Bishop Ware attributes every dimension of direction to the activity of the Spirit of God, and particularly logismoi, the ‘discernment of thoughts.’ This is a refreshing and extremely helpful perspective regarding the purpose, process, and end of spiritual direction: personal relationship. Our God is Himself a Tri-Personal Relationship, a Trinity in relatio, and so it is properly correspondent that our process in the way of Christian perfection should be indissolubly tied to the reality of personal relationship, master to student, student to master, believer to believer, friend to friend. Spiritual direction, as all else in creation, is radically dependent of the Holy Spirit, our Paraclete and Guide. We would all benefit by being more attuned to and more concentrated upon the presence of the Spirit as He operates in and with us.
The essential component in co-operating with God in the growth-and-maturity process entailed in spiritual direction is to have ‘the heart of the hermit,’ that we may be open to God, to be alone with God in prayer, and to prayer unceasing. This is vital for becoming what God intends us to be, for realizing God-likeness, deification by God’s grace. We are in effect called upon to become ‘prayer warriors,’ to meet the spiritual need of mankind by intercessory prayer before God in the creative silence of the heart. Our hearts must be focused on God, on His Presence, in love, in silence, and in compassionate intercession for and with others. We are instructed that even in the midst of a busy life full of noise and distraction, we can and should take time to be with God and practice the life of prayer and ascetic struggle. No easy task to be sure, but this is the path that leads to true living and to a life saturated with God.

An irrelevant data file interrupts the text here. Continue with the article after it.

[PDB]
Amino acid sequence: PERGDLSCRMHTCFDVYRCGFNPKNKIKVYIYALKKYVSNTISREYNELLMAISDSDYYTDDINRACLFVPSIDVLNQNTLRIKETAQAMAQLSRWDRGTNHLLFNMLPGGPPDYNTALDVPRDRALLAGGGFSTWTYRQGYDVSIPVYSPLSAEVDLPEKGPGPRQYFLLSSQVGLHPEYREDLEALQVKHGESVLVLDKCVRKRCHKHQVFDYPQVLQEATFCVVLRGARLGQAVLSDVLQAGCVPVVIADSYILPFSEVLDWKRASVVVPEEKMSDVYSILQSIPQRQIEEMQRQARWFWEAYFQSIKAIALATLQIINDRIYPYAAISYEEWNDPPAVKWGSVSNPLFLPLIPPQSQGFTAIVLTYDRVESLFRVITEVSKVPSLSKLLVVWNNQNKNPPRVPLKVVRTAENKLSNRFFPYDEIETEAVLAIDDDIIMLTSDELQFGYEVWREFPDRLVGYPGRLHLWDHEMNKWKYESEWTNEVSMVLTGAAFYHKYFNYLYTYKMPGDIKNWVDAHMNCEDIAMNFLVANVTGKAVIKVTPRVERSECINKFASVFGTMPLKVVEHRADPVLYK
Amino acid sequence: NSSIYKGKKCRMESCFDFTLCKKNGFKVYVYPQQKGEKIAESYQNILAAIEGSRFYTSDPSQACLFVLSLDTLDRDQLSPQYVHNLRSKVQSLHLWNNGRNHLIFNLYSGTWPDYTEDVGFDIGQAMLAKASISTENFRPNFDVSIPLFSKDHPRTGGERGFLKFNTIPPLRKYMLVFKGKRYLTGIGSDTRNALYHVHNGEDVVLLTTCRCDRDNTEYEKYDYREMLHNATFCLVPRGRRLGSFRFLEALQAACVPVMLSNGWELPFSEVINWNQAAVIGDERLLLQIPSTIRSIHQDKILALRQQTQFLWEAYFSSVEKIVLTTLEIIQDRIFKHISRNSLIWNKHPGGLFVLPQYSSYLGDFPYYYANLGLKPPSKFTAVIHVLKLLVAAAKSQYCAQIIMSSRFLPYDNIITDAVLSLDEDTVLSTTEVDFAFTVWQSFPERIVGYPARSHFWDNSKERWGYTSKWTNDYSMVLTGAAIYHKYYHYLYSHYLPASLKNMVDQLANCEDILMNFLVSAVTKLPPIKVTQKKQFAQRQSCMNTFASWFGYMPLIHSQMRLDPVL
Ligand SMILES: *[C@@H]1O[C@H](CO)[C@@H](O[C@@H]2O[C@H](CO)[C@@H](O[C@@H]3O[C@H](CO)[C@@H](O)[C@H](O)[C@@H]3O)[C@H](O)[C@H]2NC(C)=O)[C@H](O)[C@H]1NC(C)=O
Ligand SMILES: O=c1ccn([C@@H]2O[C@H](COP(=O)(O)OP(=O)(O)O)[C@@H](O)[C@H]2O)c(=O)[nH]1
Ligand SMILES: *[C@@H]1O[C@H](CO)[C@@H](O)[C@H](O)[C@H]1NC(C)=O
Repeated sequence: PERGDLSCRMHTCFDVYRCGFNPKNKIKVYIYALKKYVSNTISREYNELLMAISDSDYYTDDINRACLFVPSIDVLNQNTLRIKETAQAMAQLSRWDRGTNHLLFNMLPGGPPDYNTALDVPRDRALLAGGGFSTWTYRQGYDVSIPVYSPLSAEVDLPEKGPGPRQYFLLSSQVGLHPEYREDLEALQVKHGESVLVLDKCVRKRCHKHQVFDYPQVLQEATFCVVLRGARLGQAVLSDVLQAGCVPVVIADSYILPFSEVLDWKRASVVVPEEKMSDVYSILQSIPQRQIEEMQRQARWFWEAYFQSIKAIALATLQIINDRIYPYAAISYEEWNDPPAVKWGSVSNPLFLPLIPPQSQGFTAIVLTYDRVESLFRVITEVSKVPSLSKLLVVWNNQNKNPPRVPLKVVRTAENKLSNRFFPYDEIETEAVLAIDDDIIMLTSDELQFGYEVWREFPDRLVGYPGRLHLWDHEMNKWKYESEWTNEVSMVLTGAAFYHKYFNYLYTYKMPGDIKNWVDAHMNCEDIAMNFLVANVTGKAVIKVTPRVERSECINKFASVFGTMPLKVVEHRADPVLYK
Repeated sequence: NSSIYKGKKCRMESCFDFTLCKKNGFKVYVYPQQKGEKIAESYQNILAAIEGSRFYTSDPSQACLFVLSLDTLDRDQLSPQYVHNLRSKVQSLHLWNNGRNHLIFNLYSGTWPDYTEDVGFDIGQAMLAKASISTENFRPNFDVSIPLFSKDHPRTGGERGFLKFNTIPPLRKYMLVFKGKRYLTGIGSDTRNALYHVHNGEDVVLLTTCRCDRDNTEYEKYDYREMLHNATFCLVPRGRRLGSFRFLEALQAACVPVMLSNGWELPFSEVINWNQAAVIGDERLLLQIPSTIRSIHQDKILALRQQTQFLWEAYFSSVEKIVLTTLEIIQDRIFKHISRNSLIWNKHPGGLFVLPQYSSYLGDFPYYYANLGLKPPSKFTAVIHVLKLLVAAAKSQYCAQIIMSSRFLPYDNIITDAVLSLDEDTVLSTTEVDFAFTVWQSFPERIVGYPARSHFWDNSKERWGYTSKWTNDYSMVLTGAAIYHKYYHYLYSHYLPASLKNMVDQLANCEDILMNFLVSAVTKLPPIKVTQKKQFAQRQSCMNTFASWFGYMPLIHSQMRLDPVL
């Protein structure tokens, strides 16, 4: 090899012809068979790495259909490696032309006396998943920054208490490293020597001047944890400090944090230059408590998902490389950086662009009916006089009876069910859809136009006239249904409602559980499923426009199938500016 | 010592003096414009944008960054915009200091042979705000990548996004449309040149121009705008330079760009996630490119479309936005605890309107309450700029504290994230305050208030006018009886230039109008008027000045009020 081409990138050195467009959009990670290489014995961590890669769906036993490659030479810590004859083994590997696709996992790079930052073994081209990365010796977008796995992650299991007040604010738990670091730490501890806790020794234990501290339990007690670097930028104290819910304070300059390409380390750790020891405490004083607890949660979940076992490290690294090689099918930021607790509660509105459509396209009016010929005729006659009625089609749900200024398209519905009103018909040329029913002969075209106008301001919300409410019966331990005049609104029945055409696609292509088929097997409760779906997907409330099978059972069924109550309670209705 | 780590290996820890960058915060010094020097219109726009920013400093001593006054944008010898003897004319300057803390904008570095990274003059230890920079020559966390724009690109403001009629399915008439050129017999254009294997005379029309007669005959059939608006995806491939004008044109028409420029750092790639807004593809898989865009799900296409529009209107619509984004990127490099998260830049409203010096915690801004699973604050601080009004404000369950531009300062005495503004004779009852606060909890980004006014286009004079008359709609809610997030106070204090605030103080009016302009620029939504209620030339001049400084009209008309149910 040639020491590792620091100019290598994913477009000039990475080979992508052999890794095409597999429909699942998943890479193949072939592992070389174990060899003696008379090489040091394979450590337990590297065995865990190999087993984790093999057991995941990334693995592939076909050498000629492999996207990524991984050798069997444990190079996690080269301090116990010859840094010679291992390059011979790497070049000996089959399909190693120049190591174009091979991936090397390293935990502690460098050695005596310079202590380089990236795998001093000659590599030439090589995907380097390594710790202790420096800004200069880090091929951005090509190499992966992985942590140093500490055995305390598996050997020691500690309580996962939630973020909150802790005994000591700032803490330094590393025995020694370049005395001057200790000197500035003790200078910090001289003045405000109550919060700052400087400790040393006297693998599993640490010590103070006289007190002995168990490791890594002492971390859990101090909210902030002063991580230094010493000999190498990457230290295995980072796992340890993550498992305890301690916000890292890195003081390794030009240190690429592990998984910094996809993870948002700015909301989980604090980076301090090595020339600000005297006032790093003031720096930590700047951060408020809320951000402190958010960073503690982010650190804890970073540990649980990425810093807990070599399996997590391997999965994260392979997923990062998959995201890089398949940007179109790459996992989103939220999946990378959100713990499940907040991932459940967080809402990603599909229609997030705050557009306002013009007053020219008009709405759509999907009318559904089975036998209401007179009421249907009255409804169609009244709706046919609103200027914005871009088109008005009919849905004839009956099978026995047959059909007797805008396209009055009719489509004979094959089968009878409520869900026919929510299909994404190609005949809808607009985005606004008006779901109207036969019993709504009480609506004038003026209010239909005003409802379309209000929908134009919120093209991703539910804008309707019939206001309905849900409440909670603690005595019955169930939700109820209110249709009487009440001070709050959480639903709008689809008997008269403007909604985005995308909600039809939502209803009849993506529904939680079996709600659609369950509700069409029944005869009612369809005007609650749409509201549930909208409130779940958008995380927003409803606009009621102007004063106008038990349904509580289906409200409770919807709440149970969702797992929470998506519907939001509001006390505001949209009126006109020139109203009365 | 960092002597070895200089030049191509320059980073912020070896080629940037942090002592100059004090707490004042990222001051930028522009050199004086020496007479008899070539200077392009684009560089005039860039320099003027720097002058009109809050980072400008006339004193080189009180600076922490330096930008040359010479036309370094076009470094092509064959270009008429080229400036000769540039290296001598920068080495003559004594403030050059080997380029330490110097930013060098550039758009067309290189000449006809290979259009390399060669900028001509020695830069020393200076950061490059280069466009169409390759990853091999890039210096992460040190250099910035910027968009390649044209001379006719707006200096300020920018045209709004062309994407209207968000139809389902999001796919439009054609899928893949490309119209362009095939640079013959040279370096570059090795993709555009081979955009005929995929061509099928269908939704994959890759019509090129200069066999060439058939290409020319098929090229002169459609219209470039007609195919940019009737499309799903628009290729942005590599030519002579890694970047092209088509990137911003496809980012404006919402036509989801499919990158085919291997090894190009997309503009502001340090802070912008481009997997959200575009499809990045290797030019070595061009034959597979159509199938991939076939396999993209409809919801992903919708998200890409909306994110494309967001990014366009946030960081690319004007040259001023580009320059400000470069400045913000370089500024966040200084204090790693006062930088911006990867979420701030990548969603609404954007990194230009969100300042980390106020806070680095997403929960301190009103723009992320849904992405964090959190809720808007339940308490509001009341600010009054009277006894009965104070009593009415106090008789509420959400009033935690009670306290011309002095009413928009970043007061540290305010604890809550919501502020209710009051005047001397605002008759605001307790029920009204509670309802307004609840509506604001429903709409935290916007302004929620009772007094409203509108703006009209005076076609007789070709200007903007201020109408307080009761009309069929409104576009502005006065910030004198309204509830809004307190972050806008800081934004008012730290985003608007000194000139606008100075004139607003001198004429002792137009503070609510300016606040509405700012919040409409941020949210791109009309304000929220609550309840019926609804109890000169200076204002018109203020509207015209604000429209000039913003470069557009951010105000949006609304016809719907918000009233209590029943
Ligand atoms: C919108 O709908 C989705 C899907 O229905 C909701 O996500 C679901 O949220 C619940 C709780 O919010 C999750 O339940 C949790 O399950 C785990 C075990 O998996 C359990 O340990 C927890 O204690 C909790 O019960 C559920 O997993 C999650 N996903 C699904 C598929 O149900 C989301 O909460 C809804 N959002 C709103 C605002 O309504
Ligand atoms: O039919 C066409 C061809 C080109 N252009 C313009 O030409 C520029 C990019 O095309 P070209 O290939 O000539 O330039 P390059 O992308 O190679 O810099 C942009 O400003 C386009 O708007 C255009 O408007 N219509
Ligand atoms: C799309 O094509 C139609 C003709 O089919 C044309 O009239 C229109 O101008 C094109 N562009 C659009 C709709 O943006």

What is most noticeable about the life of the director, the starets, is that it is an enterprise in co-redemption, a real participation in and co-operation with the work of Jesus Christ our only Mediator and Advocate. Bearing the burdens of other’s sins and sufferings, we are called to live a life of co-working with God and to be God’s co-operative agents in extending His love, mercy, and forgiveness to others. We are instructed to ‘stand in the gap’ for those who come to us for guidance and to be for and with them as those who plead their cause; like Our Lady, whose fiat as the New Eve became for mankind the first instance of co-redemptive co-operation with God’s saving plan, we should be ready to be judged and to be accountable for those who turn to us for spiritual guidance.
This profound idea makes perfect sense — the personal relationship of director and directee should be based in the kind of love that is open to real help in spiritual life. Hence, the angelic or mystical life of prayer and works, taught and shared, is accessible to all of us, and should be particularly evident in the co-redemptive relationship of starets and seeker. Again as John Cassian states, all Christians are called to singleness of heart, even in the midst of a busy and unrelenting world. The characteristics of the spiritual director, and of the nature of direction itself are love, presence, creative silence in prayer, and heart — all heart.